Posted March 23, 2016
As college becomes increasingly expensive, many students get some sort of job to help pay for it. One job that attracts students on the University of Wisconsin-River Falls campus is refereeing.
Nearly 60 students are employed by Campus Recreation to officiate intramural games every year. They work mainly in the evening and nights, and make intramural games possible for students to enjoy.
Ryan Rudesill, assistant director of Campus Recreation, said a student can become a referee for intramural sports by completing an online application, attending a meeting and then begin training. According to the online application, students “can work any number of sports they desire as long as they are in attendance for all training sessions leading into the start of the sport.”
Rudesill pointed out that although the job is fun because it gives students the opportunity to revisit sports they love and may have played previously, it’s not always the easiest.
“I think a lot of it, too, for students, is leading their peers for the first time. It’s sometimes not the easiest thing,” he said. “Some of them learn right away that it’s a lot harder than they want it to be.”
However, according to student referee Jill Gangl, having to make calls during games gave her a lot of confidence.
“You get so many people questioning you and yelling at you that you just learn how to stick up for yourself, and stick up for the rules,” she said.
Gangl also found there was a reason that so many people get into refereeing on campus — and stick to the job.
“I think that once students start they kind of get hooked on the atmosphere around it,” she explained. “You’re meeting other people from the school, plus you have a tight group of officials that you hang out with that you see three to four times a week.”
UWRF junior Courtney Kanipes agreed with Gangl, but explained why so many students get into the job in the first place.
“I feel like a big reason a lot of us start is just the ease of being on campus and it’s a job you can get to start off right away instead of worrying about finding something in town and not being flexible with hours and stuff like that,” she said.
One student got his start as a referee off campus, but then decided to add intramural refereeing to his workload because of its flexibility. Reggie Larson, a health and physical education major, has been a ref for two years. He began by officiating elementary school tournaments on the weekend, but has since worked at junior varsity tournaments for local high schools. What drew him in was the money, he said, while doing something he loves.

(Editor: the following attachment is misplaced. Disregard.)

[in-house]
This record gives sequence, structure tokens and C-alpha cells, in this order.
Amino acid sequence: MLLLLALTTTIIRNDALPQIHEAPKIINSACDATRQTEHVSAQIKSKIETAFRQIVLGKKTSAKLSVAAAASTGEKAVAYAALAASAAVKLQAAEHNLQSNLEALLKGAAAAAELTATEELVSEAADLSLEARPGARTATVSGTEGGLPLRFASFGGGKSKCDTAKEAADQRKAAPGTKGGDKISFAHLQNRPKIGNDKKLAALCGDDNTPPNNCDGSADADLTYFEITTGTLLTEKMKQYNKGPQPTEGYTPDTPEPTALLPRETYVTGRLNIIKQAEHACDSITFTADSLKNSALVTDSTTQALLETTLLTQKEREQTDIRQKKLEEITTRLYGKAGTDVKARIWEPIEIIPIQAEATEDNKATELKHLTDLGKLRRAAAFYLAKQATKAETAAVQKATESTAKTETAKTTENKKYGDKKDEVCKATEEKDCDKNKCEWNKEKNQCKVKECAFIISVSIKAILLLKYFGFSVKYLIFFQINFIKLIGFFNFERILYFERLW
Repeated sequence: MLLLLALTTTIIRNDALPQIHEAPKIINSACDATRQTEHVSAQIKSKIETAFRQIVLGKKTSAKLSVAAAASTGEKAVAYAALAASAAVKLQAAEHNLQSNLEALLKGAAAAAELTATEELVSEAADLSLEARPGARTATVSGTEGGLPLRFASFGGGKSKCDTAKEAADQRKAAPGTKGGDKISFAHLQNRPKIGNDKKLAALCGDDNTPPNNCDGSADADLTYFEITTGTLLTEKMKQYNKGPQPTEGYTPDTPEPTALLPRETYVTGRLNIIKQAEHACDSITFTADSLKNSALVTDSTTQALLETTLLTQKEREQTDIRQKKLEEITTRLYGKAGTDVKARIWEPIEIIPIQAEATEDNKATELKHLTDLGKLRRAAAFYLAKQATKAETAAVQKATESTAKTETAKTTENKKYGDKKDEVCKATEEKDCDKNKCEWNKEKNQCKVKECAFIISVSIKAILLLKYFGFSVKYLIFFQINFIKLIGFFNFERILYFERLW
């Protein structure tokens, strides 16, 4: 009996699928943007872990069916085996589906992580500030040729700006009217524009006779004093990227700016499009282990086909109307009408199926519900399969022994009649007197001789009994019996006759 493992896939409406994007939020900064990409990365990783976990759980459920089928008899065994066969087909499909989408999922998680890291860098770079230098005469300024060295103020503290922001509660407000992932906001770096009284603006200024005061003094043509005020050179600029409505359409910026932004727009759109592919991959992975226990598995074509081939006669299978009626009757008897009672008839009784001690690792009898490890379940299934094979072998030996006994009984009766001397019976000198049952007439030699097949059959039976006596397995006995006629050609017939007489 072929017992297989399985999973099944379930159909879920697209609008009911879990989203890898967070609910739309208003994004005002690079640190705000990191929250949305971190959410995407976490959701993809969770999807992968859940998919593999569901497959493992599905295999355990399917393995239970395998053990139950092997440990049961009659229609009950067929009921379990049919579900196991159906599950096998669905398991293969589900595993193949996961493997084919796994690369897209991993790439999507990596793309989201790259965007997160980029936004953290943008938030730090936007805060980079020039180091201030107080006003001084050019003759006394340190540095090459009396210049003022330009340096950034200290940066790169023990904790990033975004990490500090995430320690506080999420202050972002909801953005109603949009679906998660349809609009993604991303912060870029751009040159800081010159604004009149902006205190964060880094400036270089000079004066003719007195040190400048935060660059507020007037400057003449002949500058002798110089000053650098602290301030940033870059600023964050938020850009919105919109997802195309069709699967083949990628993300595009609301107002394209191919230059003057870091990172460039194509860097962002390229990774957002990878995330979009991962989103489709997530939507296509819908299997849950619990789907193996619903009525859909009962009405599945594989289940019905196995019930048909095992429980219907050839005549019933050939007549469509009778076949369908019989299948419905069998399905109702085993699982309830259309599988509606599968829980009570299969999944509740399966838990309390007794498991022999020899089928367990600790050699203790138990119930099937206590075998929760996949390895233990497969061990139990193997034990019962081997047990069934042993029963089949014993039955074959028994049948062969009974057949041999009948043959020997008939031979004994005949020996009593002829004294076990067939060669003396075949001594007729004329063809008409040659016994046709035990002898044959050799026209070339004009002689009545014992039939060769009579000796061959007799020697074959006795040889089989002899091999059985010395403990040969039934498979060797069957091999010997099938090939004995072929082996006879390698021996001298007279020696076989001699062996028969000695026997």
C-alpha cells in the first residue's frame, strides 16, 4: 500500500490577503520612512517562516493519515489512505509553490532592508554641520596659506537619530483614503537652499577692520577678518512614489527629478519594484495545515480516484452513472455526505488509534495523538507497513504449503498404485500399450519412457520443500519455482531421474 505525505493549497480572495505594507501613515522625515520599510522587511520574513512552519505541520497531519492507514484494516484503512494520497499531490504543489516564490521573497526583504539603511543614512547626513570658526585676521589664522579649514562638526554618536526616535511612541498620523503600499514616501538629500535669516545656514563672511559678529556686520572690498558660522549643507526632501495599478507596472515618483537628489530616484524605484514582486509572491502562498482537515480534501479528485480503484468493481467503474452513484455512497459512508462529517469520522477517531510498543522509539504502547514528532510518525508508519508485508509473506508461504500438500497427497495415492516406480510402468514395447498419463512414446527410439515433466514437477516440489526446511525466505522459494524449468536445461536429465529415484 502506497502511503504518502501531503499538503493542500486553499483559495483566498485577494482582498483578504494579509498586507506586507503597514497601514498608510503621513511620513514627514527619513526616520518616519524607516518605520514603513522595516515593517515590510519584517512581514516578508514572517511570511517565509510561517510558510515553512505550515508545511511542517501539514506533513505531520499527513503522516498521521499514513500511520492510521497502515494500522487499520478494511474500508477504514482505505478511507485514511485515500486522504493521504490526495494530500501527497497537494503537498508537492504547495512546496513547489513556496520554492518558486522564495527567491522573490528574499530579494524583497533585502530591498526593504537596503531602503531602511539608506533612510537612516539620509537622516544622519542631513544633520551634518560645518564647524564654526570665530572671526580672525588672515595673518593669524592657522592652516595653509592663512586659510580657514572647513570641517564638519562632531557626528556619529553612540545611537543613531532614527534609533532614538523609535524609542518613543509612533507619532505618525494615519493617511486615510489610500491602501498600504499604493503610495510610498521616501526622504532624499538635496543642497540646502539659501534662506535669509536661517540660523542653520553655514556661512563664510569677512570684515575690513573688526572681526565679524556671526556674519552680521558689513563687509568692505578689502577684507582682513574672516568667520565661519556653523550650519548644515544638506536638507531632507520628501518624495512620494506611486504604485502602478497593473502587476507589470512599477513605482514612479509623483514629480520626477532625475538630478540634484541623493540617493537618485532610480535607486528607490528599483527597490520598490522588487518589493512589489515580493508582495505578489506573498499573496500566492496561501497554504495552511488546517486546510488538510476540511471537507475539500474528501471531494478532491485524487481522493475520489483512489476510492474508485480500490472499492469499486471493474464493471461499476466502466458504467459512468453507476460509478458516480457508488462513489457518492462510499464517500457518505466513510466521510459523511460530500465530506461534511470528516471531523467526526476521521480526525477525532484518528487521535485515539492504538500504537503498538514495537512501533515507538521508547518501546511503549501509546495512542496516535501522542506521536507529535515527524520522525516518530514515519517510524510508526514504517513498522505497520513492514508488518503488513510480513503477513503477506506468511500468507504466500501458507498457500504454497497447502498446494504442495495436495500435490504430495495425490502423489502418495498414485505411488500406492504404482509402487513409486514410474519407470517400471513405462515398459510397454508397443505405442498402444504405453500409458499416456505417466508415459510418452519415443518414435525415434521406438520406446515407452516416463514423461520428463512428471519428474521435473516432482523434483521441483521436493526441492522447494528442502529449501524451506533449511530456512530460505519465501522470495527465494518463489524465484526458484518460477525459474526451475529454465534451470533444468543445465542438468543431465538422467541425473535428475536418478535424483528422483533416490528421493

Although Larson loves what he does, he said that not many people realize how much goes in to officiating games.
“There’s a lot more to it than you would initially think. People think just because they played four years of basketball in high school that they can be a ref and that’s really not the case,” he said. “There’s so much more from a mechanical standpoint that a lot of people do not understand that takes a little bit to learn.”
One student who had Larson as a referee, Ian Porten, said he felt that Larson knew the rules very well and didn’t allow his personal connections to the players get in his way of officiating.
“He definitely knew his rules and he was definitely not biased in any way, even though we’re friends. He definitely called fouls against me,” Porten said. “He reffed it really well, and I thought he did a good job.”
Larson added that officiating sports is something he could see himself doing after leaving UW-River Falls thanks to the experience he’s gained from working on campus.
“As long as there’s a demand for me to do it, I think I could see myself doing it as long as I’m still enjoying it,” he said.
Students may apply for officiating jobs throughout the year. Information about Campus Recreation student employment opportunities is available on the UWRF website at http://bit.ly/1MlYQtP.